If you’re still not convinced about diving in the ocean, no worries. Everyone has their personal preferences. If you just like to swim in swimming pools with a natural feel but are really safe, try swimming in an eco pool. Visit an Eco Pools website to see what it’s all about. Do give diving a try if you can, at least once like I did.

Looking After Your Scuba Gear Properly

Scuba gear consists of a wetsuit, googles, snorkel or oxygen tank with regulator, gloves, fins, boots, gauge, and buoyancy control device. Buying scuba gear, whether second-hand or brand new is very exciting. Using them for the first time is also very exciting. After your dive you may be very tired, but it’s important to clean and inspect your scuba gear right away after use, so that they will stay well-maintained and primed for use. If you look after your gear properly, your scuba gear will last a long time. Not only that, you will reduce the danger of your scuba gear breaking when using it under water. Here are some things you can do to keep your stuff squeaky clean and in good shape.

After diving, it’s important to shed your gear and rinse your gear with clean fresh water (not salt water). If you are a germophobe, you can gently wash the mouthpiece with a little bit of soap and water and rinse it with fresh water. Hang your gear to dry in a well-ventilated area. If you’re putting your gear in cabinets or drawers, make sure they are thoroughly dried out. If it’s moist there is risk of mould growth on your equipment. Do not store or keep your equipment where it will be exposed to the environment like harsh sunlight. The power of the sun can gradually weaken your gear and make the materials your gear is made of disintegrate. Your buoyancy control device needs to have its exterior rinsed with fresh water then its interior rinsed with fresh water. After rinsing it thoroughly, inflate it a little bit so that it will dry properly inside. Move on to the oxygen tank. Rinse it with fresh water so that no salt or sand from oceans and seas will crust on it. Have it standing or stacked on its side when putting it away after its dried on the outside. Don’t have it too full of oxygen or have it too empty. Now carefully rinse your regulator, making sure no water gets into it. Let it dry then hang it up to store it. Wash your suit, boots, and gloves with water and rinse with fresh water. Hang them also to dry. If they still smell of sweat or bacteria, wash them again. Look at the clothing wash directions to see how best wash your suit. Your googles and fins should be rinsed with fresh water and air dried as well. To make sure no rain gets onto your drying equipment, have a roof that is in good condition. Have Certified Roofing fix any leaky areas of your roof or have them install a new roof for you.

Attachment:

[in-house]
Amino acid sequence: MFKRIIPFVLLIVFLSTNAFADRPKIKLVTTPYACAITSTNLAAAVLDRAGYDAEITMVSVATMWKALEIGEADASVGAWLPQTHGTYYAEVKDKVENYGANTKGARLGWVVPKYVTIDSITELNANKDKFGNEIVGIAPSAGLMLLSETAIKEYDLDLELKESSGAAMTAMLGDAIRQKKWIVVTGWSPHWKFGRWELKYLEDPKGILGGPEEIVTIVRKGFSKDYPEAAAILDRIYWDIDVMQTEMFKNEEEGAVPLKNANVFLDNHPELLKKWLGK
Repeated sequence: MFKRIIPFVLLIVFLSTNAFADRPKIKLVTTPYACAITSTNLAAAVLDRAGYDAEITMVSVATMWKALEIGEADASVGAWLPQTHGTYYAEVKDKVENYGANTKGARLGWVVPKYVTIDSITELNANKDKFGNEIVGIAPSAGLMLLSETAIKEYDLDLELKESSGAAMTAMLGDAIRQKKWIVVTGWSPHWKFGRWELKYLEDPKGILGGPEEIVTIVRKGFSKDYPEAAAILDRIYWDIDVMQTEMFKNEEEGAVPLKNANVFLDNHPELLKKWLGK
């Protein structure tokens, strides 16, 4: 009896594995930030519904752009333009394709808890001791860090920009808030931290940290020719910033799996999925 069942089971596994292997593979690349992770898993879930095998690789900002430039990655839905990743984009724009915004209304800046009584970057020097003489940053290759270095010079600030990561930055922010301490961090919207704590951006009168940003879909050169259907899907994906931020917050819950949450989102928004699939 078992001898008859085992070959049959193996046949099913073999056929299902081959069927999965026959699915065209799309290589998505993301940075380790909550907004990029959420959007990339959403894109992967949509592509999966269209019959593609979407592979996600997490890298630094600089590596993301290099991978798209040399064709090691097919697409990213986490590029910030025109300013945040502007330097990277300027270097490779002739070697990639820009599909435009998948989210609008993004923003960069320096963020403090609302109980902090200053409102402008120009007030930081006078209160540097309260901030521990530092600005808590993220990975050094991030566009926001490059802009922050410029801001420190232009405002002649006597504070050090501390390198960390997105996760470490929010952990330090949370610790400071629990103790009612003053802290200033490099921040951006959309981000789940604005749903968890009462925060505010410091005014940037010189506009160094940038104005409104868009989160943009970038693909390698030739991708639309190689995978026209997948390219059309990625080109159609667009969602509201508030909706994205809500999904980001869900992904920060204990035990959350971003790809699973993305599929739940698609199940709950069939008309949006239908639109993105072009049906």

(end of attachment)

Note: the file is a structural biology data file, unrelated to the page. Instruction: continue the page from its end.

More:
News and Events

Current News St. Vincent and the Grenadines Flag

New Web Site
This site is being revamped to include more information about hotels, resort, yacht charters, tours, and vacation packages in the Caribbean Islands of St. Vincent and the Grenadines. A new domain will shortly replace the obsolete “scubasvg.com”, which was dropped by the St. Vincent and the Grenadines Tourist Board. So, if you can’t find us, use any of the major search engines to locate us in the future.

Dive Operator News

St. Vincent:

Please check for St. Vincent dive packages for details on dive packages and underwater photography tours. The link has plenty of good underwater pictures from St. Vincent.

Topside Activities

Each island in the country offers a treasure of topside attractions. Sights range from breathtaking stretchs of white sand and azure water to waterfalls surrounded by volcanic peaks in a sea of green foliage. Visitors should choose their destination based on their desires. As long as they don’t include cold weather or cold water, it can be found it SVG.

Bequia has wonderful small restaurants and shops. Both full size and model ships can be found under construction around the harbor in Port Elizabeth or Friendship Bay.

Mustique, Palm Island, Bequia, and indeed most of the Grenadines are surrounded by beaches of fine white sand, perfect for swimming and relaxing.

Union Island, with the highest peak in the Grenadines, resembles an island in French Polynesia. Entertainment on Union Island might consist of getting to know the local sailors, day sails or snorkling. Day sails to the Tobago Cays and surrounding areas delite visitors to the islands of Union, Palm, Petit St. Vincent, Mayreau and Canouan.

Mountainous St. Vincent is unique in the country. With its tropical forests, wild parrots and waterfalls it is an eco-traveler’s paradise. The botanical gardens located in Kingstown are the oldest in the western hemisphere and the colonial architecture of the town, with its cobblestone streets and cool arcades are well worth a visit.

The islands are quite close together and day trips can be made from one to the other for diving, dining or sightseeing. Consider a sailing trip between the islands for a taste of some of the finest cruising grounds in the world. Both captained and bareboat charters as well as day sails are available from local companies in SVG.

Plan a Trip

Getting to St. Vincent – Grenadines